Advances in Taxation Vol: 26

John Hasseldine
University of New Hampshire, USA

Product Details
22 Oct 2019
Emerald Publishing Limited
168 pages - 152 x 229mm
Advances in Taxation
In the latest volume of Advances in Taxation, editor John Hasseldine includes studies from expert contributors to explore topics such as earnings repatriation elections, corporates' uncertain tax positions reported on Schedule UTP, tax audits, voluntary and enforced tax compliance, and tax evasion. Reporting peer-reviewed research contributions from North America and also including international studies from Indonesia, Bangladesh and South Africa, this volume is essential reading for those looking to keep abreast of the most recent research. 

The empirical research published by the authors of this volume include archival, survey, and experimental methods that have been applied to challenges facing tax systems around the globe. These challenges affect tax administrators, large corporates, and small and medium-sized enterprises. The studies contained in this volume will be influential and help direct future research around the globe.
1. Are Earnings Repatriation Elections Under the 2004 American Jobs Creation Act Influenced by APB 23 Declarations?; B. Anthony Billings, Chansog (Francis) Kim, and Cheol Lee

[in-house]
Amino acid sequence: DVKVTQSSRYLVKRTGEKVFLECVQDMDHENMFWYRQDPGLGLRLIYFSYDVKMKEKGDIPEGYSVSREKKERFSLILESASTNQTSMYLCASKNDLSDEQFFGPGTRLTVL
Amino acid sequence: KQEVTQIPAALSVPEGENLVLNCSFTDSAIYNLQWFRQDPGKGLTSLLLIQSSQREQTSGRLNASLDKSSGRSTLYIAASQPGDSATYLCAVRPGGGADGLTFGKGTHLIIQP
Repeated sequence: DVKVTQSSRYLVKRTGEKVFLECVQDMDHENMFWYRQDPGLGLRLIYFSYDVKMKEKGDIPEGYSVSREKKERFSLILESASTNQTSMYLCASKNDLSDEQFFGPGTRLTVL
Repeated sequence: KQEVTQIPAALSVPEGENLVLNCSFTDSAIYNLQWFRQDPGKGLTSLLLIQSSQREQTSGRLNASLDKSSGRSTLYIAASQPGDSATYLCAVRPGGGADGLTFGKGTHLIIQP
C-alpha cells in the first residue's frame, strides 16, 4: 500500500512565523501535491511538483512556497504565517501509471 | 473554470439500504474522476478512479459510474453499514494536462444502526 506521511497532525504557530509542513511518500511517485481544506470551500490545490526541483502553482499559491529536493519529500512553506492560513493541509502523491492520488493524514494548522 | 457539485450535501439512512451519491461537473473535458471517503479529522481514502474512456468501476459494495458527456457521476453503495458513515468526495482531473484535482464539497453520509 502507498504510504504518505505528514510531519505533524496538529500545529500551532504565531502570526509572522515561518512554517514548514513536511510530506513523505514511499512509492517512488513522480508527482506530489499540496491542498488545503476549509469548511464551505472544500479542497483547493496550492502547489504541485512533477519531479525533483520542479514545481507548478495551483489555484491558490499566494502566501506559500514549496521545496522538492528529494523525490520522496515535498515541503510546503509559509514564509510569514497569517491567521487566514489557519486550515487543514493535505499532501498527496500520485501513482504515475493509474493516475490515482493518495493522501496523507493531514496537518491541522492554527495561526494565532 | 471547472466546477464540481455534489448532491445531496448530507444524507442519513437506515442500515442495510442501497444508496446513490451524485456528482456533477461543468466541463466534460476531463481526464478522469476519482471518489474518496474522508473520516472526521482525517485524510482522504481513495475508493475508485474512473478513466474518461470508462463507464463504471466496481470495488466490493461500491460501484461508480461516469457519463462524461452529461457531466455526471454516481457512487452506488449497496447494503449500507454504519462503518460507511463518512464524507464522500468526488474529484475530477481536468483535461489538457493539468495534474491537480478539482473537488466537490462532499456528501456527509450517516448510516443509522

2. The Effectiveness of Schedule UTP: A Comparison of Multinational and Domestic Firms; Jennifer Howard and Norman Massel 
3. Empirical Evidence on Employment Effects of EPA Brownfield Grants and Tax Incentives; Charles Swenson 
4. Nonprofessional Investors' Perceptions of Real-Time Corporate Tax Audits; Catherine Cleaveland, Lynn Comer Jones and Kathryn Epps 
5. Voluntary and Enforced Tax Compliance: Evidence from Small and Medium-Sized Enterprises in Indonesia; Fany Inasius 
6. Political Influence and Tax Evasion in Bangladesh: What Went Wrong?; Mohammad Nurunnabi 
7. Turnover Tax Relief in South Africa: Evidence from the Sars-Nt Panel; Danie Schutte and Pieter Van der Zwan
John Hasseldine has been a Professor of Accounting and Taxation in the Peter T. Paul College of Business and Economics at the University of New Hampshire since 2011. Previously he was a Chair and Head of the Accounting and Finance Department at the University of Nottingham Business School. John qualified as a chartered accountant in New Zealand, is a Fellow of the Association of Chartered Certified Accountants (FCCA) based in London, and was awarded his Ph.D by Indiana University in 1997.

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